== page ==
Xander Schauffele makes grim PGA Tour/LIV Golf prediction

Major champion Xander Schauffele has suggested the PGA Tour and LIV Golf might take another five years to work out their differences.

Xander Schauffele
Xander Schauffele

Major champion Xander Schauffele has suggested the PGA Tour might take another five years to settle their differences with LIV Golf. 

But the American believes by that point the schism will be a distant memory and we'll laugh about the split at the top of the elite men's game. 

Schauffele made the comments ahead of his first event since claiming his maiden major championship last month at Valhalla Golf Club. 

He arrives at Muirfield Village for the Memorial Tournament having already turned heads by putting PGA Tour boss Jay Monahan on full blast. 

But while it was clear he would welcome a change in leadership as soon as possible, he's taking a more relaxed attitude to the bigger picture. 

"I don't know what the timeframe would be, but four, five years," Schauffele told reporters on Tuesday afternoon. 

"I guess it might even be longer than that, who even knows, but this will just be a small blip everyone will laugh about, remember when golf was really fractured and everyone was talking crap about golf and where it is and all that stuff, you'll laugh about it in five or six years, it's funny how media and people will behave in certain environments when you kind of take your self out of it.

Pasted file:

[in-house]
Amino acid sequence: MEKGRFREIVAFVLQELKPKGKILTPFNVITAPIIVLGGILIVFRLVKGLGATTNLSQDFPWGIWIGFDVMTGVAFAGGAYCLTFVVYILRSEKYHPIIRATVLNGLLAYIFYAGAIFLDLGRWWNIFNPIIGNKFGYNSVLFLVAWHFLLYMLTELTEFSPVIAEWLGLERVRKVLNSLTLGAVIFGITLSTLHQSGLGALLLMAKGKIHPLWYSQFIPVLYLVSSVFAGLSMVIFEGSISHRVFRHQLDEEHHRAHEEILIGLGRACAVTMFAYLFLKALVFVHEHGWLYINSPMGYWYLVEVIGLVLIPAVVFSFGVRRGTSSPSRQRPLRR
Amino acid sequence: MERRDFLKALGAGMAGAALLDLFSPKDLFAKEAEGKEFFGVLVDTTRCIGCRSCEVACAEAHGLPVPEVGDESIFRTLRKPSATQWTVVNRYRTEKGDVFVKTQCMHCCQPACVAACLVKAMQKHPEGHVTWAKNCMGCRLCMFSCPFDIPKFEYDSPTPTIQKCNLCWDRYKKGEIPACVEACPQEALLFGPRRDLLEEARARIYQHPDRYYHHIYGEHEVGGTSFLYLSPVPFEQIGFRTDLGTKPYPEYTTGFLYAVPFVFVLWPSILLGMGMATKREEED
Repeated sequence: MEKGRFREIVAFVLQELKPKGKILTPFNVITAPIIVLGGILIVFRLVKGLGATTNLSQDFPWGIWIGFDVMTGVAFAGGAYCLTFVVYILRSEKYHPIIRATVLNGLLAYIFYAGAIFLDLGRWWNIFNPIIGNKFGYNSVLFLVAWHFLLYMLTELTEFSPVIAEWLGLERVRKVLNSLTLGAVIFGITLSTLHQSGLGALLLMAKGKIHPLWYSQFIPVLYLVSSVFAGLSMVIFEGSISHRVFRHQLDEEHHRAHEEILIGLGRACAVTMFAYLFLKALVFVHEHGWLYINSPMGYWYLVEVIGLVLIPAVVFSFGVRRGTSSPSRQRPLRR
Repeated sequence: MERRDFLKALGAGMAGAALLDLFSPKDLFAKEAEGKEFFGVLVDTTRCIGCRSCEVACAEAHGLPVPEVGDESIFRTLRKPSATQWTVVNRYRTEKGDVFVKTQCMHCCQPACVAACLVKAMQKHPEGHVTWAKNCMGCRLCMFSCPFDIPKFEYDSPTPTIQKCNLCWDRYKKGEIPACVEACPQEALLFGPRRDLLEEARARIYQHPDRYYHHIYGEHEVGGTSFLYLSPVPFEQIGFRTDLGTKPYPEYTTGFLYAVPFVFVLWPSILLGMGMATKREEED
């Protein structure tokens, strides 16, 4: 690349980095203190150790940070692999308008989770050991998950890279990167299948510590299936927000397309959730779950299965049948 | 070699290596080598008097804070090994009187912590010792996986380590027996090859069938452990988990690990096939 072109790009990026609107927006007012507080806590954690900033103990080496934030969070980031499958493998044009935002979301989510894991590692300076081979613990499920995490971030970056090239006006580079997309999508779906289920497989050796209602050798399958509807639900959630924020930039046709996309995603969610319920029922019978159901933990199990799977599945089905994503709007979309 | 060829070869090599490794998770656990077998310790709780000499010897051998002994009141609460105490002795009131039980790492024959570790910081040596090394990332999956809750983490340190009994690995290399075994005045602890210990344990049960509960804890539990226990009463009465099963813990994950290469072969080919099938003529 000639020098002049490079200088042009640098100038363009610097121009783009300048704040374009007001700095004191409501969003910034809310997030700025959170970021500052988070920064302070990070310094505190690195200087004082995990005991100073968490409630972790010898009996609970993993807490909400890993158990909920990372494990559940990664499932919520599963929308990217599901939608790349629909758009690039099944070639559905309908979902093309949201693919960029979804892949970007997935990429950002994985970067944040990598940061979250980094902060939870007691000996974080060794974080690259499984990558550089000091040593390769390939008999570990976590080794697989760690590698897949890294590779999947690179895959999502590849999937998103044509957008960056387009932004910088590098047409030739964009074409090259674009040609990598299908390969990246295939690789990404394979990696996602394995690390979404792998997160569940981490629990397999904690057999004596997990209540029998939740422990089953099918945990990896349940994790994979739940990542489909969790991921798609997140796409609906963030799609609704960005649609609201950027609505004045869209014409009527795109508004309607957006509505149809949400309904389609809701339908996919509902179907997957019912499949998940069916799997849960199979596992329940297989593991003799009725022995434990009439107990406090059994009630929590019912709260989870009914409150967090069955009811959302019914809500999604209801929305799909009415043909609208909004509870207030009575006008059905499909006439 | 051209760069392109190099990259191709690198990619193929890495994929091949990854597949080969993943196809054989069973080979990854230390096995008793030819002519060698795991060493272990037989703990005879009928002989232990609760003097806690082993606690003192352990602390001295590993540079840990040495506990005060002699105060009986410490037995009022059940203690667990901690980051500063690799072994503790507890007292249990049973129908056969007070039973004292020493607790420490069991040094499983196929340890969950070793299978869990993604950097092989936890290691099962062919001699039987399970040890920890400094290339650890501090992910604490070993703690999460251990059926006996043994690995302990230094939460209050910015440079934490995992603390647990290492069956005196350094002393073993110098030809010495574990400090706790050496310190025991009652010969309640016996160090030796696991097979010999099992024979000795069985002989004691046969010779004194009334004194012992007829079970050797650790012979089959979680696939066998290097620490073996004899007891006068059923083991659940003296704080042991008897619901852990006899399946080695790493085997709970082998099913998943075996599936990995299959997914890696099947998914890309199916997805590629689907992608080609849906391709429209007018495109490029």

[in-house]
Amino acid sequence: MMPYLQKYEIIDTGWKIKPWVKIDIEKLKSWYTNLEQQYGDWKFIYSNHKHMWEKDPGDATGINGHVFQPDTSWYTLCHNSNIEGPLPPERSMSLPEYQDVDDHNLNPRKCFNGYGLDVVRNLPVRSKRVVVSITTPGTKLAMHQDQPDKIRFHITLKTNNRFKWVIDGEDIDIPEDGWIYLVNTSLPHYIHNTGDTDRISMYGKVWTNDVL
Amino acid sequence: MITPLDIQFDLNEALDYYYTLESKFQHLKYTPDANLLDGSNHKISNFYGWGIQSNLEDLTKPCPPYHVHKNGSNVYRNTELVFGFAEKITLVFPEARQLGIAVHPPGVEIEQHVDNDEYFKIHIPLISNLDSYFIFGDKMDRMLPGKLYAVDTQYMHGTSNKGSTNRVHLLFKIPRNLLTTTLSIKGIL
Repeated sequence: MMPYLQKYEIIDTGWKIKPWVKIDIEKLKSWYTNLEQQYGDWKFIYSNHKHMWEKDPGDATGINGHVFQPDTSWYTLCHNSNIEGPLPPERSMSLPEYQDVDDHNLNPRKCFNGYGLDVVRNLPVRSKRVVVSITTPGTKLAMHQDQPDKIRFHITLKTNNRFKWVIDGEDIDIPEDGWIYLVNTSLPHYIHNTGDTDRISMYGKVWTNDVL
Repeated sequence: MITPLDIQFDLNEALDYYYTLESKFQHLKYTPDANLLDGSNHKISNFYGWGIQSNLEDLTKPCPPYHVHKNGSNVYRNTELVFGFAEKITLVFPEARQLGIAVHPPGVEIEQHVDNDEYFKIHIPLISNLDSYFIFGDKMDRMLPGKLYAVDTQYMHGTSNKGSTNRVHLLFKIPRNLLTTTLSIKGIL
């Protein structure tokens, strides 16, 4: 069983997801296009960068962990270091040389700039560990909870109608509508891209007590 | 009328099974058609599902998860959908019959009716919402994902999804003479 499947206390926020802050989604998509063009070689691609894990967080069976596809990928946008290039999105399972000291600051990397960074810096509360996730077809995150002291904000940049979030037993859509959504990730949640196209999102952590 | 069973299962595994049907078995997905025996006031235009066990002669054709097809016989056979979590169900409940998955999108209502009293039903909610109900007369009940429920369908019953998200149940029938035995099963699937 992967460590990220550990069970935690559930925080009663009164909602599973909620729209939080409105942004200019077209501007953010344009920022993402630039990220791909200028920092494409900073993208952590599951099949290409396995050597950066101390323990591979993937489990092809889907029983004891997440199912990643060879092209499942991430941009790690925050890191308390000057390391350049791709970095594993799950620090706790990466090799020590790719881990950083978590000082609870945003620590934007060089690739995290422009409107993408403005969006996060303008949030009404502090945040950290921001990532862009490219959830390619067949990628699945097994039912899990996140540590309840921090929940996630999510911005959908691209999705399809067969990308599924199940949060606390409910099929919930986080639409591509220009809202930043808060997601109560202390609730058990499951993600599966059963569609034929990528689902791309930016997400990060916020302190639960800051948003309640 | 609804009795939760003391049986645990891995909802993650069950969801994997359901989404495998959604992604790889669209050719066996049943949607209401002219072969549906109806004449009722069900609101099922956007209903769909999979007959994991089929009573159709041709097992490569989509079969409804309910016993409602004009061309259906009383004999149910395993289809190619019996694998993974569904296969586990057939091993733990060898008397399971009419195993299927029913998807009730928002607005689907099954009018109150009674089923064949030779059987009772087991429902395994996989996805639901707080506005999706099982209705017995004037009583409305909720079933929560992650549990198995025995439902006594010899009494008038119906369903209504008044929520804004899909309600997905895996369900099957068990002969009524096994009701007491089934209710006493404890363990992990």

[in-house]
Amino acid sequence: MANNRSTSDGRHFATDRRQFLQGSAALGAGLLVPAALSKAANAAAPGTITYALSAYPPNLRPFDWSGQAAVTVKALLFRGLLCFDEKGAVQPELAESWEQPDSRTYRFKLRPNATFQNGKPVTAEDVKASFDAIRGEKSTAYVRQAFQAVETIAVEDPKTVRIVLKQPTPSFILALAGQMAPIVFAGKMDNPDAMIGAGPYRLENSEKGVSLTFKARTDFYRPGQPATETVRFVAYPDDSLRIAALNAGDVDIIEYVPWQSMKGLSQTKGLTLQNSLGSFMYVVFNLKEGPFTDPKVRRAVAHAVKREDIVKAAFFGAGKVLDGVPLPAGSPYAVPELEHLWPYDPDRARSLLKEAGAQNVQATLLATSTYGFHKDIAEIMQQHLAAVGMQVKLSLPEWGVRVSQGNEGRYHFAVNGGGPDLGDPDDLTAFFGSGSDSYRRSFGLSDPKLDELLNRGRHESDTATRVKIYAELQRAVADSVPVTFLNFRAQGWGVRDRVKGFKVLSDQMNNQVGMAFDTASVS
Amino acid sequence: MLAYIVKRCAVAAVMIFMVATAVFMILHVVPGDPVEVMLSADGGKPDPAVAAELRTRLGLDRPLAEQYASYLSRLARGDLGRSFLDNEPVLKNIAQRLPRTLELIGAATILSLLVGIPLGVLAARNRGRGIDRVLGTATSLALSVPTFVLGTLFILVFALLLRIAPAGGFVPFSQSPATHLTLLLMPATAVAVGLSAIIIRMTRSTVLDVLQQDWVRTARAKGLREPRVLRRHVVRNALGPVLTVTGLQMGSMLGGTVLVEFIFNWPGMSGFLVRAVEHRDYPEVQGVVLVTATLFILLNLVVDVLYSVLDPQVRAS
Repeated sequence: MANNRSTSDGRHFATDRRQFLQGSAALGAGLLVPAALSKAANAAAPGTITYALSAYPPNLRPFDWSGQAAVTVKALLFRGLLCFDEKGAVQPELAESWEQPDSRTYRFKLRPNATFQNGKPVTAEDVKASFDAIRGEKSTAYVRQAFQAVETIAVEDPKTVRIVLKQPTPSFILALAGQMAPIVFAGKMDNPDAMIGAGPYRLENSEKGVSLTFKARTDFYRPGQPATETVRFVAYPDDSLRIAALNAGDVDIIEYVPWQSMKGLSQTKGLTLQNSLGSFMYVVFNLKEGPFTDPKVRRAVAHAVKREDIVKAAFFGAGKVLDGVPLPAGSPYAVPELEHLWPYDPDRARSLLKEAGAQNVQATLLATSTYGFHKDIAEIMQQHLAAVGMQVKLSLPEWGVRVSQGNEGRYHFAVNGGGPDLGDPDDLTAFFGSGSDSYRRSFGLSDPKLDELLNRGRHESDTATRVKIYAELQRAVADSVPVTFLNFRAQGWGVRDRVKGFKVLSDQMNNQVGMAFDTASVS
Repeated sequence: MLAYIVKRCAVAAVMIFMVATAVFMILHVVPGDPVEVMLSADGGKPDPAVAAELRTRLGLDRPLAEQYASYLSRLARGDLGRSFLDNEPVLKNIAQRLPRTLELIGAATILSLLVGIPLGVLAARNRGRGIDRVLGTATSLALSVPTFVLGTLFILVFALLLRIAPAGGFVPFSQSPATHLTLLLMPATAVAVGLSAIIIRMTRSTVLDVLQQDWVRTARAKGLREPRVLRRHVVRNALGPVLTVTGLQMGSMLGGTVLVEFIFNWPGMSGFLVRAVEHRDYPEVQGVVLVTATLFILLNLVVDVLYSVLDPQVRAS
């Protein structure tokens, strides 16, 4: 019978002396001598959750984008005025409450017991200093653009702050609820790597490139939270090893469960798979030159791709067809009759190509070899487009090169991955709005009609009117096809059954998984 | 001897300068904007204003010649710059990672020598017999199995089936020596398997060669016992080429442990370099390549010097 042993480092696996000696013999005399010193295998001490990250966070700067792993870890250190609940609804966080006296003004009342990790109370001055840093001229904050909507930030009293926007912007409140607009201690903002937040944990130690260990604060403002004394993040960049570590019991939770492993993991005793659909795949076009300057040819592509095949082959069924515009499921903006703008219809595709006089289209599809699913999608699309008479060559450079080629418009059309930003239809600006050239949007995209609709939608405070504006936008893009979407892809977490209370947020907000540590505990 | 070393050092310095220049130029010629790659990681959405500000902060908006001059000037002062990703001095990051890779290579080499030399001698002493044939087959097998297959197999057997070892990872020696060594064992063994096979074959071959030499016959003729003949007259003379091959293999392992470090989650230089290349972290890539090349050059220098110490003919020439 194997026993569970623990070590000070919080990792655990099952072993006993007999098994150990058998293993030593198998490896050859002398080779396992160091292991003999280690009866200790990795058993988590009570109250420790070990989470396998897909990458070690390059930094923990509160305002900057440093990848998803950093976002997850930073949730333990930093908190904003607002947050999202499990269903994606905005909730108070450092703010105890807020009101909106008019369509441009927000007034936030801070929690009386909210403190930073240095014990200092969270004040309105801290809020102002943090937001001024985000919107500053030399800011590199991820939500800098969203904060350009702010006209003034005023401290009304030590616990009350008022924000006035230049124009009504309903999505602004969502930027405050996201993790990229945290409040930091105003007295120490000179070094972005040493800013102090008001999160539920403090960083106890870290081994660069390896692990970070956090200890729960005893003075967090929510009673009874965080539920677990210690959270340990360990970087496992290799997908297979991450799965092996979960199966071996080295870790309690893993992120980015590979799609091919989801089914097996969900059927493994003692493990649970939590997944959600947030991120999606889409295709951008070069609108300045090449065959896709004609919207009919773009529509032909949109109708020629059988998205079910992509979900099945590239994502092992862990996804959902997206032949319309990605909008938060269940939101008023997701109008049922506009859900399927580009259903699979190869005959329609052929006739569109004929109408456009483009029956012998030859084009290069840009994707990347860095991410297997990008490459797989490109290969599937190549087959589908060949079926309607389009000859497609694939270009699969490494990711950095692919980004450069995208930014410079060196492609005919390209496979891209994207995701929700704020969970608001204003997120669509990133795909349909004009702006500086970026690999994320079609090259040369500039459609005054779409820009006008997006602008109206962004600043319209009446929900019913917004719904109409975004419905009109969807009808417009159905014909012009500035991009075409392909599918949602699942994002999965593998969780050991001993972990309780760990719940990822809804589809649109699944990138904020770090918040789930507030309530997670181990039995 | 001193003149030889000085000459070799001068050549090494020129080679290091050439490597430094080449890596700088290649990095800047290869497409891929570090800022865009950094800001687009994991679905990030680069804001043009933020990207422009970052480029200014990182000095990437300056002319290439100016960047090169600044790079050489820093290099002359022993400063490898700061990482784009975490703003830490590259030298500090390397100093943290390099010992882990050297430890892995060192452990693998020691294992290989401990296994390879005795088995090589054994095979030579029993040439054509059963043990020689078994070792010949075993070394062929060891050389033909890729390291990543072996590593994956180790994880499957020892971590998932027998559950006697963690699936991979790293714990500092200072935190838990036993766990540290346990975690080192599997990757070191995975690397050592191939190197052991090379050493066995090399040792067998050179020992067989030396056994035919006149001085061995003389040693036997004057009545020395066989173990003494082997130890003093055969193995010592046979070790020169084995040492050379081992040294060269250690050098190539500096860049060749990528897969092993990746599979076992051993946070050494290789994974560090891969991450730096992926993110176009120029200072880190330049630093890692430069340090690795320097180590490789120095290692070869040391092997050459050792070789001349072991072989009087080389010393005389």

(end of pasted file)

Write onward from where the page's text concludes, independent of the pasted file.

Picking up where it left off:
"So I imagine golf will be back together, everyone will be playing golf again together. 

"I don't know what that will look like, but I imagine people will be competing against each other again and the fans will have what they want in that respect."

Xander Schauffele
Xander Schauffele

The latest reports suggest the PGA Tour and LIV's backers, the Saudi Arabian Public Investment Fund, have exchanged terms for a deal. 

But last week, Lee Westwood told Peter Finch's podcast he thinks the two sides are still miles apart.

Therefore, it is looking increasingly likely the two tours will go it alone as we approach the one-year anniversary of the 6 June 2023 framework agreement announcement. 

Does Schauffele want to see everyone back together?

"I think most sports that have been fractured, for whatever reason, historically have always come back together at some point," he said.  

"Just stronger, you know, [it is better to have] strength in numbers when it comes to that kind of stuff, especially if you don't have a Tiger Woods, you know, driving everything for you."

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